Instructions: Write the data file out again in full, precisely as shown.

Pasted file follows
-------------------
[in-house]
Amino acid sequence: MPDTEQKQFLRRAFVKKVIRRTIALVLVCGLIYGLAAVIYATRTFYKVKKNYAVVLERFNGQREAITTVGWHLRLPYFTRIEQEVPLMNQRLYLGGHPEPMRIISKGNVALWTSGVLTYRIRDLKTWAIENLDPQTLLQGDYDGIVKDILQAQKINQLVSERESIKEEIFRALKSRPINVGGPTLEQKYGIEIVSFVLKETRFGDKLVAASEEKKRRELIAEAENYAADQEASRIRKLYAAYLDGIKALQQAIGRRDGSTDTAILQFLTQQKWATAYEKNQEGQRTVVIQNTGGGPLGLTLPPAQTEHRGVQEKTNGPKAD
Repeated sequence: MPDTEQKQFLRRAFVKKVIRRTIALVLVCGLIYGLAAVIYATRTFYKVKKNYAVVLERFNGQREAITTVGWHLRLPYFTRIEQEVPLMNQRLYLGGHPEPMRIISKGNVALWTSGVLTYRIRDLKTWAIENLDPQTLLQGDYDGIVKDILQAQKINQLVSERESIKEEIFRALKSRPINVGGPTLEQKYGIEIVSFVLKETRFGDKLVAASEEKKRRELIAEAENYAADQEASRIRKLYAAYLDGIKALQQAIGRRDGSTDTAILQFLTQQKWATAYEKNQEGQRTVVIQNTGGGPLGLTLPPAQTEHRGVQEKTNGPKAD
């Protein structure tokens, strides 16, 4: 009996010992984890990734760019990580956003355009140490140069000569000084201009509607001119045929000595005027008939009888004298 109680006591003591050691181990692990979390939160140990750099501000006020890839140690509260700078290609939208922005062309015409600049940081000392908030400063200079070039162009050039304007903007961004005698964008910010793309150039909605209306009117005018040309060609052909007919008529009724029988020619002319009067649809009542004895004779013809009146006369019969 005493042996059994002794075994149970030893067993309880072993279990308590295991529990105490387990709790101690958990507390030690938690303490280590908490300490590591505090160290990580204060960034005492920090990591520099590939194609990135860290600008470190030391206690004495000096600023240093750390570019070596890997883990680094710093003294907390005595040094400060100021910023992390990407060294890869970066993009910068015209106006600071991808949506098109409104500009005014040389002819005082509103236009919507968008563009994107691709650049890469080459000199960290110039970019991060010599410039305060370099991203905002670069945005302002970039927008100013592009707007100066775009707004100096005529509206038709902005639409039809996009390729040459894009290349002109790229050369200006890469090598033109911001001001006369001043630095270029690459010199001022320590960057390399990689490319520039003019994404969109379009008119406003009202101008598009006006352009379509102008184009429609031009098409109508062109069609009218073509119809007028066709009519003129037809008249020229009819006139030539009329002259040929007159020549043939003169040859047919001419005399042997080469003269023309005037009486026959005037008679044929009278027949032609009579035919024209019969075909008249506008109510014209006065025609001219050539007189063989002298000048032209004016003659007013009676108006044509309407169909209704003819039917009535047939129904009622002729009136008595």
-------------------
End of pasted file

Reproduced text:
[in-house]
Amino acid sequence: MPDTEQKQFLRRAFVKKVIRRTIALVLVCGLIYGLAAVIYATRTFYKVKKNYAVVLERFNGQREAITTVGWHLRLPYFTRIEQEVPLMNQRLYLGGHPEPMRIISKGNVALWTSGVLTYRIRDLKTWAIENLDPQTLLQGDYDGIVKDILQAQKINQLVSERESIKEEIFRALKSRPINVGGPTLEQKYGIEIVSFVLKETRFGDKLVAASEEKKRRELIAEAENYAADQEASRIRKLYAAYLDGIKALQQAIGRRDGSTDTAILQFLTQQKWATAYEKNQEGQRTVVIQNTGGGPLGLTLPPAQTEHRGVQEKTNGPKAD
Repeated sequence: MPDTEQKQFLRRAFVKKVIRRTIALVLVCGLIYGLAAVIYATRTFYKVKKNYAVVLERFNGQREAITTVGWHLRLPYFTRIEQEVPLMNQRLYLGGHPEPMRIISKGNVALWTSGVLTYRIRDLKTWAIENLDPQTLLQGDYDGIVKDILQAQKINQLVSERESIKEEIFRALKSRPINVGGPTLEQKYGIEIVSFVLKETRFGDKLVAASEEKKRRELIAEAENYAADQEASRIRKLYAAYLDGIKALQQAIGRRDGSTDTAILQFLTQQKWATAYEKNQEGQRTVVIQNTGGGPLGLTLPPAQTEHRGVQEKTNGPKAD
């Protein structure tokens, strides 16, 4: 009996010992984890990734760019990580956003355009140490140069000569000084201009509607001119045929000595005027008939009888004298 109680006591003591050691181990692990979390939160140990750099501000006020890839140690509260700078290609939208922005062309015409600049940081000392908030400063200079070039162009050039304007903007961004005698964008910010793309150039909605209306009117005018040309060609052909007919008529009724029988020619002319009067649809009542004895004779013809009146006369019969 005493042996059994002794075994149970030893067993309880072993279990308590295991529990105490387990709790101690958990507390030690938690303490280590908490300490590591505090160290990580204060960034005492920090990591520099590939194609990135860290600008470190030391206690004495000096600023240093750390570019070596890997883990680094710093003294907390005595040094400060100021910023992390990407060294890869970066993009910068015209106006600071991808949506098109409104500009005014040389002819005082509103236009919507968008563009994107691709650049890469080459000199960290110039970019991060010599410039305060370099991203905002670069945005302002970039927008100013592009707007100066775009707004100096005529509206038709902005639409039809996009390729040459894009290349002109790229050369200006890469090598033109911001001001006369001043630095270029690459010199001022320590960057390399990689490319520039003019994404969109379009008119406003009202101008598009006006352009379509102008184009429609031009098409109508062109069609009218073509119809007028066709009519003129037809008249020229009819006139030539009329002259040929007159020549043939003169040859047919001419005399042997080469003269023309005037009486026959005037008679044929009278027949032609009579035919024209019969075909008249506008109510014209006065025609001219050539007189063989002298000048032209004016003659007013009676108006044509309407169909209704003819039917009535047939129904009622002729009136008595």